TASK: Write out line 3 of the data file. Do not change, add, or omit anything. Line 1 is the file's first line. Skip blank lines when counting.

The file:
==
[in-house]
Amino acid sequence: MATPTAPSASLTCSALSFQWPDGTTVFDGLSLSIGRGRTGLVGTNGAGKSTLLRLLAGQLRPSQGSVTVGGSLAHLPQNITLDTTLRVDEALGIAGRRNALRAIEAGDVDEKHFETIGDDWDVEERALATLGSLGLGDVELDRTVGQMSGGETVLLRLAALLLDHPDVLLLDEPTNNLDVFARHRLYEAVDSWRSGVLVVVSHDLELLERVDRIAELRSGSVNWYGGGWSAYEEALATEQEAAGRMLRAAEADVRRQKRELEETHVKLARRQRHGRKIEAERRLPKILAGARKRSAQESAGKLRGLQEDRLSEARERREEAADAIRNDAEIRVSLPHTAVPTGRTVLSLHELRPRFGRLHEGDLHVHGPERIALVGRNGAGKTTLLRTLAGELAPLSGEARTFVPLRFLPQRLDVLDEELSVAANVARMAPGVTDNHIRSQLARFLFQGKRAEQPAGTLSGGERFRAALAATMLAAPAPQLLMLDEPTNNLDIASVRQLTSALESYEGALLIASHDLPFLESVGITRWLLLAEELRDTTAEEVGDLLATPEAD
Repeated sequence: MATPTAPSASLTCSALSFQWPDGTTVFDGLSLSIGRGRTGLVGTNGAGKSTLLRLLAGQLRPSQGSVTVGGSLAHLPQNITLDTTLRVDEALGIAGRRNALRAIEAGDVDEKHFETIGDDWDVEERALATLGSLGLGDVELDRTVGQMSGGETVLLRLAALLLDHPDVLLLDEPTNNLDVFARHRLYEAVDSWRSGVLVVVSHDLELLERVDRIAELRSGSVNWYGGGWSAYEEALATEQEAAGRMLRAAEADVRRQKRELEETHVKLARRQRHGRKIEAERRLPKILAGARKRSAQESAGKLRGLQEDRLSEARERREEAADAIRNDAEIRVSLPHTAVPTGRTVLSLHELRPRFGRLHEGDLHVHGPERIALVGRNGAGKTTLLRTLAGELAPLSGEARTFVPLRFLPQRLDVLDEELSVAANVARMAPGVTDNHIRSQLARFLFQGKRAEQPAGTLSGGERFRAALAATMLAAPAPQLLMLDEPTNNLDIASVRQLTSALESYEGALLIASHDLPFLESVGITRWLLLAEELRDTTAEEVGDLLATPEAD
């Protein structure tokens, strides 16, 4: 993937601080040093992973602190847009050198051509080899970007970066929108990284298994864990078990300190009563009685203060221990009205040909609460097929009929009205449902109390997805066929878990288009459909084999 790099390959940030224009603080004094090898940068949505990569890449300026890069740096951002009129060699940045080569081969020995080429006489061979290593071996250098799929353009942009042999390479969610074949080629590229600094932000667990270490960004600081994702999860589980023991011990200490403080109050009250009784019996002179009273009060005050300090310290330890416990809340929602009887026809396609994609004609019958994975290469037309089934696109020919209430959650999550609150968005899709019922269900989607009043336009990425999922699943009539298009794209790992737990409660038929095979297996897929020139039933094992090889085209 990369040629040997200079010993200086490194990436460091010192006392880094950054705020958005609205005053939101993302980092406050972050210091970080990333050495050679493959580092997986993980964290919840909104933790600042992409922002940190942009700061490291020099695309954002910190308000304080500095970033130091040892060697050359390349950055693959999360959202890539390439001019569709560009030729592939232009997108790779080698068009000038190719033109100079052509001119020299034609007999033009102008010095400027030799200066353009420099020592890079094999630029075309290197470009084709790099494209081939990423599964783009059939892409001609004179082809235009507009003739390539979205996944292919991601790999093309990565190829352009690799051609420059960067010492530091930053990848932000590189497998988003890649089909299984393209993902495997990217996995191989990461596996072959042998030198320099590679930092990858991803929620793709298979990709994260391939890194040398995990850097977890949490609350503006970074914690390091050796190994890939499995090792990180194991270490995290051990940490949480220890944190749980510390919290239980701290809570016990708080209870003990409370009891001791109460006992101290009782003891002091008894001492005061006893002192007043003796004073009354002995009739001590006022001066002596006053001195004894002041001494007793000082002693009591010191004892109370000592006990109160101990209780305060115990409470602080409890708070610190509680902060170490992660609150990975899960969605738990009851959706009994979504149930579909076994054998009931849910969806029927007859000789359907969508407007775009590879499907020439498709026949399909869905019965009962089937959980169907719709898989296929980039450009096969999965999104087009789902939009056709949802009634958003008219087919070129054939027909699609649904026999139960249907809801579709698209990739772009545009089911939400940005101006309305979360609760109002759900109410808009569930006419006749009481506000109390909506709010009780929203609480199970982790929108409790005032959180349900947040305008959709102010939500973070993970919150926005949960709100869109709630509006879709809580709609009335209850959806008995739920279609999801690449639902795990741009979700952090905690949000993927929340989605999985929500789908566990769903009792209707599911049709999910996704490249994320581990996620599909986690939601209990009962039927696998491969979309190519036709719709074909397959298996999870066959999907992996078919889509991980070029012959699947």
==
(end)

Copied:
Repeated sequence: MATPTAPSASLTCSALSFQWPDGTTVFDGLSLSIGRGRTGLVGTNGAGKSTLLRLLAGQLRPSQGSVTVGGSLAHLPQNITLDTTLRVDEALGIAGRRNALRAIEAGDVDEKHFETIGDDWDVEERALATLGSLGLGDVELDRTVGQMSGGETVLLRLAALLLDHPDVLLLDEPTNNLDVFARHRLYEAVDSWRSGVLVVVSHDLELLERVDRIAELRSGSVNWYGGGWSAYEEALATEQEAAGRMLRAAEADVRRQKRELEETHVKLARRQRHGRKIEAERRLPKILAGARKRSAQESAGKLRGLQEDRLSEARERREEAADAIRNDAEIRVSLPHTAVPTGRTVLSLHELRPRFGRLHEGDLHVHGPERIALVGRNGAGKTTLLRTLAGELAPLSGEARTFVPLRFLPQRLDVLDEELSVAANVARMAPGVTDNHIRSQLARFLFQGKRAEQPAGTLSGGERFRAALAATMLAAPAPQLLMLDEPTNNLDIASVRQLTSALESYEGALLIASHDLPFLESVGITRWLLLAEELRDTTAEEVGDLLATPEAD